A cultural history of the 4th and 5th of May in the Netherlands
11 / 2009 - 10 / 2013
Website Huizinga Instittuut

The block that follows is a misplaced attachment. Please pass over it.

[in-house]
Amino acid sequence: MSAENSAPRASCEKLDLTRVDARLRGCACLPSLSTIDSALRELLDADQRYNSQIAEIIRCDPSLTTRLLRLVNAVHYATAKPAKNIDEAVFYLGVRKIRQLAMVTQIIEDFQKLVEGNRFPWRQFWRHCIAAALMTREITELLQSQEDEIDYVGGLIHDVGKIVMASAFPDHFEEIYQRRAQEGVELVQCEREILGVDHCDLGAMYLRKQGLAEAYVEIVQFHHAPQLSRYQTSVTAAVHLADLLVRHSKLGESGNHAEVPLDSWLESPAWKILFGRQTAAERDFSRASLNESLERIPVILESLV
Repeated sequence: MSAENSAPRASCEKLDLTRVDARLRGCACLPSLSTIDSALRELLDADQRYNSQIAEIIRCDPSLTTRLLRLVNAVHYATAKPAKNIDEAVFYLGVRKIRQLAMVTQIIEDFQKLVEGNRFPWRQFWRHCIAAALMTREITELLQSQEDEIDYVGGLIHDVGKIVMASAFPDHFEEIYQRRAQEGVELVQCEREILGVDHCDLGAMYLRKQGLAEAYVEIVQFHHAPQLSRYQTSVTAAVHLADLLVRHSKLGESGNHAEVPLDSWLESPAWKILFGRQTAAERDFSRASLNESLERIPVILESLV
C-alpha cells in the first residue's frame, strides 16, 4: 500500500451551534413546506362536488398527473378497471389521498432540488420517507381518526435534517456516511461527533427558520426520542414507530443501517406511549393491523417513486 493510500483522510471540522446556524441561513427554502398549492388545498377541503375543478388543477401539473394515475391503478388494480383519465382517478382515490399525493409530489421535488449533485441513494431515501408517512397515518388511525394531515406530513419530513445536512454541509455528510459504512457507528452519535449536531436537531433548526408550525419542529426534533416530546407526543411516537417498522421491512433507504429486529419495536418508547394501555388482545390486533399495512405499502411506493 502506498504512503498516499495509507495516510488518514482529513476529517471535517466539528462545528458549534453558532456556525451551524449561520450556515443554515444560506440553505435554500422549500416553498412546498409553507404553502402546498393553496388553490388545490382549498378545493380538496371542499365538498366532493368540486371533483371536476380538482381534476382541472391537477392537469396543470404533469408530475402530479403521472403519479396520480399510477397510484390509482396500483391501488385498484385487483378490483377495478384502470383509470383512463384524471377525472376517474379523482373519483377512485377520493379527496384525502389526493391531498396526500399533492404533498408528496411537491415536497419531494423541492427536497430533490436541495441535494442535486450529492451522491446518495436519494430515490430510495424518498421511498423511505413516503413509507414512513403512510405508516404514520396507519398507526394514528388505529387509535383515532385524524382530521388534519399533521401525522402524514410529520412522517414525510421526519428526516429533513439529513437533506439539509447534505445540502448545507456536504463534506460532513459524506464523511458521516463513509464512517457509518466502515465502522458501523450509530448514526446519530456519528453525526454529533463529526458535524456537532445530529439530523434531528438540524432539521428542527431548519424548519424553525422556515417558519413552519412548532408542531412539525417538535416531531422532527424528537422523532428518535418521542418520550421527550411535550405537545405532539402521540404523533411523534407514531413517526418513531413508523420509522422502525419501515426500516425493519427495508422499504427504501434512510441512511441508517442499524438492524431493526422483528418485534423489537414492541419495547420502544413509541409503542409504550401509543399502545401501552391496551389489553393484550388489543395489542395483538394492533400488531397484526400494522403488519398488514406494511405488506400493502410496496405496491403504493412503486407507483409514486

The importance of the memory of the Second World War for the Netherlands is irrefutable; the war has increasingly become a moral gauge in present-day society. Historiography has paid extensive attention to the Second World War, but left the subject of commemoration largely undiscussed. Shortly after the end of the war, the Netherlands adopted two remembrance days: on the 4th of May all Dutch war victims are commemorated; on the 5th of May liberation from German occupation is celebrated. In my research, I want to provide a cultural-historical analysis of these Dutch remembrance days. Every generation searches for the meaning that the past has for their own times, and thus cultural and social developments affect memories of the past. The memory of the Second World War is dynamic; it has continuously been revisited. This becomes apparent during the commemorations on the 4th and 5th of May. Therefore, a research into commemorations reveals more about the time in which one commemorates than about the remembered past. I perceive the commemorations as reflections and agents of socio-cultural changes in Dutch society. My research focuses on such questions as: in which ways are the war victims and the war s end remembered? Which aspects of the memory of the Second World War are highlighted and which are (consciously) forgotten? Special attention is given to the actors in the commemorations. Which groups are involved and what mechanisms of inclusion and exclusion do they instigate? How did these groups functionalize the memory of the Second World War to confirm their own identity, and did they succeed? The relationship between memory and identity is an important assumption in my research. The memory of the Second World War has become an elementary part of who the Dutch are. The above-mentioned questions will be answered for a national and for different local memory cultures. Furthermore, the tension between national and local memory culture will be studied in an international context, resulting in an analysis of the dynamics of these interactions.